Anxiety Disorders and ADHD: Mapping the Similarities (Part 2)

Attention-Deficit Hyperactivity Disorder (ADHD) can vary in presentation across the lifespan. Children with ADHD tend to have a combination of the symptoms of inattention, hyperactivity, and impulsivity. As their brain matures and they enter into adulthood, the “AD (Attention-Deficit)” of ADHD symptoms remains intact and prominent while the “H (Hyperactivity-Impulsivity)” reduces. Thus, most children with ADHD grow into adults with ADD.

Adults with ADHD, Inattentive Presentation typically report having difficulty managing the demands of life. They are chronically late, forget items and appointments, tune out people during conversations, lack tact in social situations, have trouble meeting deadlines and obligations, and feel overwhelmed by finances. These situations can bring about feelings of chronic anxiety for adults with ADHD. They encounter thoughts every day along the lines of of “What if I forgot something?”; “What will go wrong next?”; “I’m going to be late!”; “I can not forget to pick up the kids early from school because they have a doctor’s appointment.”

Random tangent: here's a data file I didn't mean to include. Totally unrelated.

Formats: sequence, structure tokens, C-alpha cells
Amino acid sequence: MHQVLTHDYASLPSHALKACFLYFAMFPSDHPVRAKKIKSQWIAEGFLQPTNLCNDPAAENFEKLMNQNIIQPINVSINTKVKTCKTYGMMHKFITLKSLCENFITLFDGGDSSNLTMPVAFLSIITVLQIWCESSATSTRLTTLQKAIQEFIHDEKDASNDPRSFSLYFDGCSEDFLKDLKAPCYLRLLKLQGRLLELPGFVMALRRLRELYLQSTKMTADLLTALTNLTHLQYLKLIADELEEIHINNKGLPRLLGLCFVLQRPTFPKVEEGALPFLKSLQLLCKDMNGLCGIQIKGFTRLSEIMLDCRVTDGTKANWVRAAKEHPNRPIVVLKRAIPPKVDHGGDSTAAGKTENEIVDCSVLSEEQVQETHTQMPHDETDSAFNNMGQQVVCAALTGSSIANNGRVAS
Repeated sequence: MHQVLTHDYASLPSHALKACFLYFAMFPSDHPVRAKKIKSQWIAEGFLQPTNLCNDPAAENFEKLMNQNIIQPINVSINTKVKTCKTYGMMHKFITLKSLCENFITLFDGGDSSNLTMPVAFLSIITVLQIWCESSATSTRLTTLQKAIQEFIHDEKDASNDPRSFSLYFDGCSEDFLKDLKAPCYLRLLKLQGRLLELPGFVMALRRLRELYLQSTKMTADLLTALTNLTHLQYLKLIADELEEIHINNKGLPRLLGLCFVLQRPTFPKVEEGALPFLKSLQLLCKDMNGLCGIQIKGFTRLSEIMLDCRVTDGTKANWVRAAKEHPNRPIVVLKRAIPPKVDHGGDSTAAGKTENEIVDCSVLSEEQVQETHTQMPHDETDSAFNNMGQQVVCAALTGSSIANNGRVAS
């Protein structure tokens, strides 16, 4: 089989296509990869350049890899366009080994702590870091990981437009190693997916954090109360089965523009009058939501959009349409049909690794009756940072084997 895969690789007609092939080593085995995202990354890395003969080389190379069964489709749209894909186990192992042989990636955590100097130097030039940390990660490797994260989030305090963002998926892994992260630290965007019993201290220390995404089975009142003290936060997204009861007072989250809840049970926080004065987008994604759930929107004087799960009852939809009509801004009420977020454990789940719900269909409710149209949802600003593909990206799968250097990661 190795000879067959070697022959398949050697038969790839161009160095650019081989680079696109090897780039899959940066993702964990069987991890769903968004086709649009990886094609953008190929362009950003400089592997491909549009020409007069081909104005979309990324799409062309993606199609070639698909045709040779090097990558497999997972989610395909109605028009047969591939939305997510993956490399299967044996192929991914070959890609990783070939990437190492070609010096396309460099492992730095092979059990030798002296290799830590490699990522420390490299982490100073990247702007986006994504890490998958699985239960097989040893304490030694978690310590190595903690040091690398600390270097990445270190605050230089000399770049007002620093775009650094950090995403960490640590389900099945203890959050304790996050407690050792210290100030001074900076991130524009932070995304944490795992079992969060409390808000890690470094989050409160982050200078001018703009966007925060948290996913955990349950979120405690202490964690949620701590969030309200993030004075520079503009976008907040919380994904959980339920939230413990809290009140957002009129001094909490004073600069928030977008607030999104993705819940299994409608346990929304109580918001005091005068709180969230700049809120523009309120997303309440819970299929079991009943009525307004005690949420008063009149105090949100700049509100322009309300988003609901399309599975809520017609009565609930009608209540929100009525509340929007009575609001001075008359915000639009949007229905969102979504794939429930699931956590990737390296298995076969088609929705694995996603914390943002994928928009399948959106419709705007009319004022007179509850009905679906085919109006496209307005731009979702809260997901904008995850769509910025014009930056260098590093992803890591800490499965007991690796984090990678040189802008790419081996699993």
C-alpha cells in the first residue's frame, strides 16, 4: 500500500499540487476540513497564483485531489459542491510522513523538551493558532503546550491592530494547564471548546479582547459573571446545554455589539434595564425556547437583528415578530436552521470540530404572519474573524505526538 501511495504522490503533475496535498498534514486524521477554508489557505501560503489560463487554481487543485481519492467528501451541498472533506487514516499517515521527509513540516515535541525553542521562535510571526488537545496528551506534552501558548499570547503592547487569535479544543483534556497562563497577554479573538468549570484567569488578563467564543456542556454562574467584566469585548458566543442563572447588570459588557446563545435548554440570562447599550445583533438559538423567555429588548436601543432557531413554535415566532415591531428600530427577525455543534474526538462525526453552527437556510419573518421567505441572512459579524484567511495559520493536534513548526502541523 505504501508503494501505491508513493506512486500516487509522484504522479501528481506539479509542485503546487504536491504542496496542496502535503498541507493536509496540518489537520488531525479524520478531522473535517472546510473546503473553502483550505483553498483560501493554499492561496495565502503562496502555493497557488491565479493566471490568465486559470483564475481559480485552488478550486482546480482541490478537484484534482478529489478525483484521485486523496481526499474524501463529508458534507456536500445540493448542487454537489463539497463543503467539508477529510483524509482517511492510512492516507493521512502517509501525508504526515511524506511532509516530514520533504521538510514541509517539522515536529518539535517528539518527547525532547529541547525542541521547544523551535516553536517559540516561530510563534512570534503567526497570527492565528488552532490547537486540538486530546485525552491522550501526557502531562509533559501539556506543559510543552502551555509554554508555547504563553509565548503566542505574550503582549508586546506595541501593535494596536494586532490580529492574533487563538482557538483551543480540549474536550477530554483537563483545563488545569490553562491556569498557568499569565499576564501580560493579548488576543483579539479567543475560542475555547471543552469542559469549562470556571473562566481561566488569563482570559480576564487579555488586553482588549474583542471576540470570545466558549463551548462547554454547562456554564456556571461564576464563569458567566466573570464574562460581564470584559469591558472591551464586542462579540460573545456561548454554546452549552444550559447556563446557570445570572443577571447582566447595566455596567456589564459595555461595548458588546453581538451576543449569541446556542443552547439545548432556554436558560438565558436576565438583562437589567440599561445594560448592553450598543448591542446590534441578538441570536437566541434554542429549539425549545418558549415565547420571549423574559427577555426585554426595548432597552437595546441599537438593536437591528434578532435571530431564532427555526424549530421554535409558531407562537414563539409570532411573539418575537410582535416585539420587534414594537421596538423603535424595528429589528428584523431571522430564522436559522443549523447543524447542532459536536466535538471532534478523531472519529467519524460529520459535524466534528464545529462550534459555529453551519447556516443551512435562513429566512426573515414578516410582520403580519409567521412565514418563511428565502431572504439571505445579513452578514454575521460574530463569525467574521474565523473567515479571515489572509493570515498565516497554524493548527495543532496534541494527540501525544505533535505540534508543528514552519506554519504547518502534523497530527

In these situations, a person’s mind may become fixated on worry. For some, this is a helpful way to organize and remember. For others, this self-imposed pressure becomes debilitating. Facing tremendous worry and burden, a person may shut down even more. Some even experience a sense of paralysis that prevents them from moving forward at all. Major features of ADHD – inattention, restlessness, procrastination, sleep problems, feeling overwhelmed — can overlap with symptoms of anxiety.

Join us for the next post, in which we examine possible treatment options, including Cognitive Behavioral Therapy (CBT).

Are you experiencing symptoms of anxiety or ADHD? Contact us at Georgetown Psychology Associates today to schedule an evaluation or intake session.